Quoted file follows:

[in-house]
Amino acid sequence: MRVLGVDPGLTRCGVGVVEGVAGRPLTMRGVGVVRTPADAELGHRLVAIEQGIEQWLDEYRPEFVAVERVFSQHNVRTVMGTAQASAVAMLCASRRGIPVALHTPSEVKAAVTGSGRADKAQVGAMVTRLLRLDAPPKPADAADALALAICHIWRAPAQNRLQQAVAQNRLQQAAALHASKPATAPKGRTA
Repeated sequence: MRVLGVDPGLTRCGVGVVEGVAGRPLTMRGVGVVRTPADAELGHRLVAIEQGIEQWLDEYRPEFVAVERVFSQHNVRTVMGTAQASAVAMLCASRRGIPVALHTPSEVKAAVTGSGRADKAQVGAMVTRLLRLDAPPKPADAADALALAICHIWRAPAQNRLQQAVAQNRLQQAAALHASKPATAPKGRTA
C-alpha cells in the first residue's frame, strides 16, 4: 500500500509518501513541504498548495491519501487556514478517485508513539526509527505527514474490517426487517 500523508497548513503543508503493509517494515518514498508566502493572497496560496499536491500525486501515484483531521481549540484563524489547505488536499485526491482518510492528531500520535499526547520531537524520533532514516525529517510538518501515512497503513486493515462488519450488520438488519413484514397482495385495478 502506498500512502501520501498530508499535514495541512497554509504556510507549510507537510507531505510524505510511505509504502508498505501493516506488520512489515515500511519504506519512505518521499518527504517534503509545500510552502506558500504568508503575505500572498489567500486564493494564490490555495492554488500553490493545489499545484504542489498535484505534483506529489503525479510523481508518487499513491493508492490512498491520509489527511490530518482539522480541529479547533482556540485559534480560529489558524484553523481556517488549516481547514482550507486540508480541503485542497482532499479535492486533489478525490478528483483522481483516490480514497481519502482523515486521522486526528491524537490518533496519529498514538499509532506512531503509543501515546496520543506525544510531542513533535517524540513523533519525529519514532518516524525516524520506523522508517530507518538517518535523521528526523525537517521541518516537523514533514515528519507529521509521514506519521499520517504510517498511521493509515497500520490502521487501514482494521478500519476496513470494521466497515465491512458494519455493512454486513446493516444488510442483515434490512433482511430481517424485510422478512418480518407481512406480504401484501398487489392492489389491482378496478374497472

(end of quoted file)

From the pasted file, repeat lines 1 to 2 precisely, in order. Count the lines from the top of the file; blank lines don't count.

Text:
[in-house]
Amino acid sequence: MRVLGVDPGLTRCGVGVVEGVAGRPLTMRGVGVVRTPADAELGHRLVAIEQGIEQWLDEYRPEFVAVERVFSQHNVRTVMGTAQASAVAMLCASRRGIPVALHTPSEVKAAVTGSGRADKAQVGAMVTRLLRLDAPPKPADAADALALAICHIWRAPAQNRLQQAVAQNRLQQAAALHASKPATAPKGRTA